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Alternative scare for Halloween offered at Christian haunted house
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Alternative scare for Halloween offered at Christian haunted house

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Alternative scare for Halloween offered at Christian haunted house

A Christian haunted house located east of Waubonsie State Park on the corner of 278th Avenue and Highway 2, brings to life the horrors depicted in the Bible’s book of Revelation. Shows run through Oct. 25.

Just east of Waubonsie State Park on the corner of 278th Avenue and Highway 2, a new structure was completed this month that lights up the night sky on weekends, beckoning to passing motorists. That building is home to “Hwy 2 Hell,” a Christian haunted house that brings to life the horrors depicted in the Bible’s book of Revelation.

Fred Humpal and his wife Shantae recently moved to Fremont County, and he said they moved here specifically to build a Christian haunt . Humpal said he heard a calling from God to do so in 2017, and once planted in his head, it wouldn’t go away.

The two began looking for an acreage, and Humpal said God showed them where to go. They moved into the property located at the same address in November of 2019, and construction on the Christian haunt on the property began in February. He added that they love living here in this beautiful, peaceful county, and the community has been very welcoming to them.

Construction continued right up to the day of the haunt’s opening, and the couple continues to tweak the scenes as the month passes.

The Hwy 2 Hell Facebook page describes the haunt as: “A theatrical Christian alternative to the traditional haunted house.”

Humpal said it is like walking through a play going on all around the visitor. There is a written script so every room has a coherent theme and story line. Actors will talk to the visitors, but no answer or participation is expected. Main characters escort visitors through the 15 scenes/rooms and it takes about 15 to 25 minutes to complete, depending on how fast people move through. There are no startle scares or other usual methods of disorienting visitors and causing fear; Humpal relies on the story line to add the scare element.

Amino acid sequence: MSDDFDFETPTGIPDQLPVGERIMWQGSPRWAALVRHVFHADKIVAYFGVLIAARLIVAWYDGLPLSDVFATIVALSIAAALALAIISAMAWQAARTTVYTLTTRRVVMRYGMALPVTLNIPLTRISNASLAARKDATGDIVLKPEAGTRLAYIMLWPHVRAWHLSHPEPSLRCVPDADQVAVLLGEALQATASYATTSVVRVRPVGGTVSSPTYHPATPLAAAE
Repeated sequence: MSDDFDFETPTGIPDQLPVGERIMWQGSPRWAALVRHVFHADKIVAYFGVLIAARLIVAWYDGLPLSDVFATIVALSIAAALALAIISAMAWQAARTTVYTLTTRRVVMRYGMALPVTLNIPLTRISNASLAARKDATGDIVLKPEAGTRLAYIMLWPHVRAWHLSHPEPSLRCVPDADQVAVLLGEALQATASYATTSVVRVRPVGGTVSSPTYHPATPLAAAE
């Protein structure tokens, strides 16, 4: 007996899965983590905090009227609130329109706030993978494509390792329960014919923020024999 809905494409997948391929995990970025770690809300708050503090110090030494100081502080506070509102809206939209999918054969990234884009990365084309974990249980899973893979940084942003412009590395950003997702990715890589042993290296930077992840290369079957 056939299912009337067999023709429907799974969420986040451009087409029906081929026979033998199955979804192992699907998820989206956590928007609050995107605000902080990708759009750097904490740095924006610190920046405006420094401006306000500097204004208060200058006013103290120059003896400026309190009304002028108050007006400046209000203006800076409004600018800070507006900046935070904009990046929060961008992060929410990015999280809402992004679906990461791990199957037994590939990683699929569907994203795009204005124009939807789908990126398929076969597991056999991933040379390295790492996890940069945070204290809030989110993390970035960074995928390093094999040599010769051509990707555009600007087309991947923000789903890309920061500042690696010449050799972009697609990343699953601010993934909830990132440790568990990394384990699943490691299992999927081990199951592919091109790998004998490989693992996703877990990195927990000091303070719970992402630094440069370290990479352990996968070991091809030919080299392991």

“We leave people with things to think about;” Humpal explained, “we try to make the story relatable, that’s where the impact comes from. Visitors can see the dread in the haunt happening in their own lives. They come out with a heavy feeling and things to think about.”

Humpal assured, “It is entertaining as well. We put a lot of effort into our props. People will experience a mixture of highs and lows.”

Like everything else, COVID-19 has made a difference in how the haunt is run. Groups are limited to the people who came in the same vehicle. The advance ticket sales website allows groups no bigger than six people. Customers decide whether they want to wear a mask or not, and some of the actors may also be seen wearing masks.

Humpal said it was pretty easy to maintain social distancing with the way his haunt is set up, and risk was low, but if anyone was still concerned, arrangements could be made in advance to have all of the actors wear masks when a specific group comes through.

Humpal said he knew COVID-19 was turning upside down as far as attendance, and right now everyone goes through one group at a time in response to the pandemic. This could take up to 30 minutes per group, which limits the number of people who make it through the haunt each night. Ultimately, Humpal said quality of the experience and safety of the visitors are more important that pushing a large number of visitors through, though.

Humpal maintains a minimum crew of 12 volunteers to work his haunt, but is still more than happy to take additional volunteers for help with set up and acting.

“We can always use more volunteers;” Humpal stated, “there’s no such thing as having too much help.”

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Humpal said this first year had been possible mostly through the hard work of family, his wife, Shantae, his mother-in law’s fiancé, Doug Negel, and his father-in-law, Gary Kruse, as well as other volunteers. Nebraska Senior Softball helped sponsor the haunt and has been a big help.

Hwy 2 Hell is located at 2490 278th Ave. in Hamburg, with the haunt in a structure right next to the Humpal’s home. There is a driveway to the haunt coming in off Highway 2 that is lit up.

Tickets cost $12 and can be purchased in advance at https://app.hauntpay.com/events/hwy2-hell-october2020, or at the gate, using cash or credit card

Show times and dates are:

Fridays

First show at 7 p.m.

Last show starts at 11:45 p.m.

Saturdays

First show at 6:30 p.m.

Last show at 11 p.m.

Sunday Oct 25th 6 p.m. to 9 p.m.

Humpal advises to stay tuned to Hwy 2 Hell on Facebook, as they may be open the Sunday after Halloween, too.

Hwy 2 Hell merchandise can be purchased at: https://teespring.com/hwy-2-hell-logo.

As the Hwy 2 Hell Facebook page advises, “At our attraction, you will take a journey into the future apocalypse and get a glimpse of what hell is like. Whether you are a believer or not, we believe you will find our experience very worthwhile.”

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